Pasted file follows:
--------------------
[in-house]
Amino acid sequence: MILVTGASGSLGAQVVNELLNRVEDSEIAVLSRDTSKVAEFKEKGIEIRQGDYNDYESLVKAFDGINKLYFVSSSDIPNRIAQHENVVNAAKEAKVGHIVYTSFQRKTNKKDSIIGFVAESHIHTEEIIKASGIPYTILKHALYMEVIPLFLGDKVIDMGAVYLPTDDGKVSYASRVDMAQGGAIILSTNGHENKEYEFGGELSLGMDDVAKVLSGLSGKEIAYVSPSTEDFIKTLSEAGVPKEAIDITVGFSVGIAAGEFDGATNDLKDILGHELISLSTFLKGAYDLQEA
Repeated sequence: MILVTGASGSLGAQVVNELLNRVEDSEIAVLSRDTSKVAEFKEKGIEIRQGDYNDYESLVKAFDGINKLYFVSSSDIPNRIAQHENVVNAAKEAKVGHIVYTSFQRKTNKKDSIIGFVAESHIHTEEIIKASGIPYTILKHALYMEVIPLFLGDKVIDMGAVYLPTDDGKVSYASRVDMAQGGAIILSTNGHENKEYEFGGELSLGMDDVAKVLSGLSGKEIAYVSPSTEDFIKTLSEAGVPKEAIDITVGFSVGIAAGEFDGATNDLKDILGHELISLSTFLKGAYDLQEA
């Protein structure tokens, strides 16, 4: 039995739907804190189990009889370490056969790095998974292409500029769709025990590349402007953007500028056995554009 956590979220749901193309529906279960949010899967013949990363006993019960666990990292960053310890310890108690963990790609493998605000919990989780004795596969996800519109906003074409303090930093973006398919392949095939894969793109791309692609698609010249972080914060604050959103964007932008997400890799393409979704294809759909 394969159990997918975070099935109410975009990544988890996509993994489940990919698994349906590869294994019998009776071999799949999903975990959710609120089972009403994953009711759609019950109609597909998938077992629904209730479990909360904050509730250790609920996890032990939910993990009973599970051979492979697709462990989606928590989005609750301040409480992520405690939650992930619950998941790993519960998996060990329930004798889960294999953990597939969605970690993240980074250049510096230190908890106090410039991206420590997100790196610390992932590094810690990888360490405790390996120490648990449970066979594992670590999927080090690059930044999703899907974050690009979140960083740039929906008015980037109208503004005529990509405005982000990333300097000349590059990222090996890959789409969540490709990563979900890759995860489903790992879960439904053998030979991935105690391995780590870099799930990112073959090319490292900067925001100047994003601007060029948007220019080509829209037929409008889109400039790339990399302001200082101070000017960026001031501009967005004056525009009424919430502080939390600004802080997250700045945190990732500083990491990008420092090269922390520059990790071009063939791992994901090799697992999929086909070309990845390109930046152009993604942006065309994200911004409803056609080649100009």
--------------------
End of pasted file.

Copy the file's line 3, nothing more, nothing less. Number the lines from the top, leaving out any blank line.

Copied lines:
Repeated sequence: MILVTGASGSLGAQVVNELLNRVEDSEIAVLSRDTSKVAEFKEKGIEIRQGDYNDYESLVKAFDGINKLYFVSSSDIPNRIAQHENVVNAAKEAKVGHIVYTSFQRKTNKKDSIIGFVAESHIHTEEIIKASGIPYTILKHALYMEVIPLFLGDKVIDMGAVYLPTDDGKVSYASRVDMAQGGAIILSTNGHENKEYEFGGELSLGMDDVAKVLSGLSGKEIAYVSPSTEDFIKTLSEAGVPKEAIDITVGFSVGIAAGEFDGATNDLKDILGHELISLSTFLKGAYDLQEA